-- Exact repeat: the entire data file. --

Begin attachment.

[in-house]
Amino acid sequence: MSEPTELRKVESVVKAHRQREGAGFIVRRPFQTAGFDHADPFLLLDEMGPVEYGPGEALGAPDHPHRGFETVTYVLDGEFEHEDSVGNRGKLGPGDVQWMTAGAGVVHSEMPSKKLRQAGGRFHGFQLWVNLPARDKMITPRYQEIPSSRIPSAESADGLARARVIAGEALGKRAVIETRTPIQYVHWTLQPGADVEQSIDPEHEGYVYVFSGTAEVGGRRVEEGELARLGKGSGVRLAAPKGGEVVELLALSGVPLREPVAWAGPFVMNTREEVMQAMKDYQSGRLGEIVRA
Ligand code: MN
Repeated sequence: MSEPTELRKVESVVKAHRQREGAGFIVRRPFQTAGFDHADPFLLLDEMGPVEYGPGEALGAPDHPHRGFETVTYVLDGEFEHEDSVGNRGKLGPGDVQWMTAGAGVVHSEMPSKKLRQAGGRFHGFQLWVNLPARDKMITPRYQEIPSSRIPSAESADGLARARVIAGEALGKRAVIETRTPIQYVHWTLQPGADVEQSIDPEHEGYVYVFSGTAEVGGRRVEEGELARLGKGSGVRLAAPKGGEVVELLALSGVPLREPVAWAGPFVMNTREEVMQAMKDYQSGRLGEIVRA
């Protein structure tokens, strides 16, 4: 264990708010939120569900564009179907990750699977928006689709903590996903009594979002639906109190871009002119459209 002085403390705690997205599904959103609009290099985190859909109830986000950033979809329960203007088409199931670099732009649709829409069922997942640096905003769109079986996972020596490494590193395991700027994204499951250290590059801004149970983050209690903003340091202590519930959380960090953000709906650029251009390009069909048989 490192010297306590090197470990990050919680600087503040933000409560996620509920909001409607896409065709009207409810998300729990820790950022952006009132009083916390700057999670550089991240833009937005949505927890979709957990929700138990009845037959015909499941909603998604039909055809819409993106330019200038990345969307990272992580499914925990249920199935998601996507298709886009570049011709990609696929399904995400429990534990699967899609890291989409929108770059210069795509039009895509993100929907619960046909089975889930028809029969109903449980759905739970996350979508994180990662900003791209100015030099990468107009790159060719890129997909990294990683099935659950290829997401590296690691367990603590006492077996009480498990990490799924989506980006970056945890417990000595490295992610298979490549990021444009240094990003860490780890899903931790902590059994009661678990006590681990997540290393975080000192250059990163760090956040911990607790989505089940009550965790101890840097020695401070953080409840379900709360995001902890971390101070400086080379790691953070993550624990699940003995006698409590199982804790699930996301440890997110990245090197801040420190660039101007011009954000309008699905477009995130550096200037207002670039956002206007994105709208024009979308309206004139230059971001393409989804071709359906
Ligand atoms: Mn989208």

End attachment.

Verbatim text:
[in-house]
Amino acid sequence: MSEPTELRKVESVVKAHRQREGAGFIVRRPFQTAGFDHADPFLLLDEMGPVEYGPGEALGAPDHPHRGFETVTYVLDGEFEHEDSVGNRGKLGPGDVQWMTAGAGVVHSEMPSKKLRQAGGRFHGFQLWVNLPARDKMITPRYQEIPSSRIPSAESADGLARARVIAGEALGKRAVIETRTPIQYVHWTLQPGADVEQSIDPEHEGYVYVFSGTAEVGGRRVEEGELARLGKGSGVRLAAPKGGEVVELLALSGVPLREPVAWAGPFVMNTREEVMQAMKDYQSGRLGEIVRA
Ligand code: MN
Repeated sequence: MSEPTELRKVESVVKAHRQREGAGFIVRRPFQTAGFDHADPFLLLDEMGPVEYGPGEALGAPDHPHRGFETVTYVLDGEFEHEDSVGNRGKLGPGDVQWMTAGAGVVHSEMPSKKLRQAGGRFHGFQLWVNLPARDKMITPRYQEIPSSRIPSAESADGLARARVIAGEALGKRAVIETRTPIQYVHWTLQPGADVEQSIDPEHEGYVYVFSGTAEVGGRRVEEGELARLGKGSGVRLAAPKGGEVVELLALSGVPLREPVAWAGPFVMNTREEVMQAMKDYQSGRLGEIVRA
């Protein structure tokens, strides 16, 4: 264990708010939120569900564009179907990750699977928006689709903590996903009594979002639906109190871009002119459209 002085403390705690997205599904959103609009290099985190859909109830986000950033979809329960203007088409199931670099732009649709829409069922997942640096905003769109079986996972020596490494590193395991700027994204499951250290590059801004149970983050209690903003340091202590519930959380960090953000709906650029251009390009069909048989 490192010297306590090197470990990050919680600087503040933000409560996620509920909001409607896409065709009207409810998300729990820790950022952006009132009083916390700057999670550089991240833009937005949505927890979709957990929700138990009845037959015909499941909603998604039909055809819409993106330019200038990345969307990272992580499914925990249920199935998601996507298709886009570049011709990609696929399904995400429990534990699967899609890291989409929108770059210069795509039009895509993100929907619960046909089975889930028809029969109903449980759905739970996350979508994180990662900003791209100015030099990468107009790159060719890129997909990294990683099935659950290829997401590296690691367990603590006492077996009480498990990490799924989506980006970056945890417990000595490295992610298979490549990021444009240094990003860490780890899903931790902590059994009661678990006590681990997540290393975080000192250059990163760090956040911990607790989505089940009550965790101890840097020695401070953080409840379900709360995001902890971390101070400086080379790691953070993550624990699940003995006698409590199982804790699930996301440890997110990245090197801040420190660039101007011009954000309008699905477009995130550096200037207002670039956002206007994105709208024009979308309206004139230059971001393409989804071709359906
Ligand atoms: Mn989208």